The National Fire Protection Association (NFPA) is into performance criteria (like a fire alarm system will detect fire and warn people of the fire), and not really into the function of what equipment can and cannot be used together (like how, electronically, a fire alarm system will detect and warn). Function, they leave up to the manufacturer. The manufacturer designs the equipment, and does their own internal testing. But before the systems or equipment can be sold or used, someone else has to also test it to first and verify that it will work (List It for Use).
Bottom line, all systems and all equipment have to be tested and listed by a third party, nationally known testing facility like UL, FM, ULC, CE, CCC, Etc. If everything passes the tests, and then is put on the testing facility's list of systems that can be used for fire alarm systems, then the systems can be used for fire alarm systems.
Then, and only then, the system can be sold and installed.
If two systems, the fire alarm system and the building management and access control system, are combined, they have to be tested together. If they have been placed on the list (listed) by the testing laboratory as working together, then they are "Compatible" with each other.
Almost always, compared to the building management system, the protocol, the voltages, the currents, the baud rates, and even the wiring used will be different on a fire alarm system. Unless all of these are exactly the same, electronically the two systems cannot work together, and they are not compatible with each other.
With fire alarm systems, the system is not just tested to make sure it won't start its own fire or electrocute someone, but it's also tested to make sure it does what its supposed to do. This testing is for the combined systems when the systems are combined. Electronically, when the two systems are made by different manufacturers, once the testing is done, the two manufactured systems have to be shown to work together (compatible).
The NFPA says that fire alarm systems are required to be tested and listed. The testing is obtained by the manufacturer(s), and paid for by the manufacturer(s). The question that you need to ask of the fire alarm system manufacturer is whether or not their fire alarm system can be used with the particular building management and access control system.
Who To Talk To
The first people to talk to is the technical support people at the fire alarm manufacturer you are going to use. They can let you know a lot about what can and cannot be done.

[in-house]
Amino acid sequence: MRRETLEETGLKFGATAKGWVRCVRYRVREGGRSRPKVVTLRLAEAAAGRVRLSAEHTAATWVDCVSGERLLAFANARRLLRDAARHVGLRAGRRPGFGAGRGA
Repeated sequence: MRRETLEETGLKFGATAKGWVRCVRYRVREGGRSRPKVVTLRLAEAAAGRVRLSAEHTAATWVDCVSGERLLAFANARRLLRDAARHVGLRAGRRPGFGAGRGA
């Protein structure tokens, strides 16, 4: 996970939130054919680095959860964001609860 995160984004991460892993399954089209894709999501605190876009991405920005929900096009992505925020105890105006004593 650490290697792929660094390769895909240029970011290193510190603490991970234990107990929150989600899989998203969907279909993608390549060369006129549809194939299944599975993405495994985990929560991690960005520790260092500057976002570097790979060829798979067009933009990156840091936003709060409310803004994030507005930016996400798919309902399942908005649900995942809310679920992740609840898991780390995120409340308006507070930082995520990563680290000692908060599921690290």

The next people to talk to is the technical support people at the building management and access control system manufacturer. They need to be asked if all their equipment has been tested and listed for use with the other manufacturer's a fire alarm system.
- All auxiliary power supplies and all Uninterruptible Power Supplies (UPS)
- All Routers and Switchers
- The Server
- The type of Wiring
- Any other Network Equipment
If the systems are to be combined, but any part of the building network doesn't actually say it is tested and "listed for use" in the fire alarm system, it's not been tested and needs to be replaced with listed equipment.
The local fire marshal also should be consulted about doing this combination because the fire marshal is concerned about fire safety; the fire marshal may not allow the systems to be combined. It's important to know that the NFPA specifically permits the fire marshal (Authority Having Jurisdiction or AHJ) to be more stringent than the NFPA. (Also remember, the NFPA 72 Code is only the publication of a non-profit organization, the fire marshal represents the law.)
Watch Out for Down Time
Keep in mind, also, that if the fire alarm system is combined into it, the building management and access control system has become part of the fire alarm system. If the building management system is down, the fire alarm system is down; if the building management system is being worked on, the fire alarm system is being worked on. The building management system becomes elevated from an environmental control and security system to a life-safety system, it is now more critical that the building management and access control system always be fully operational.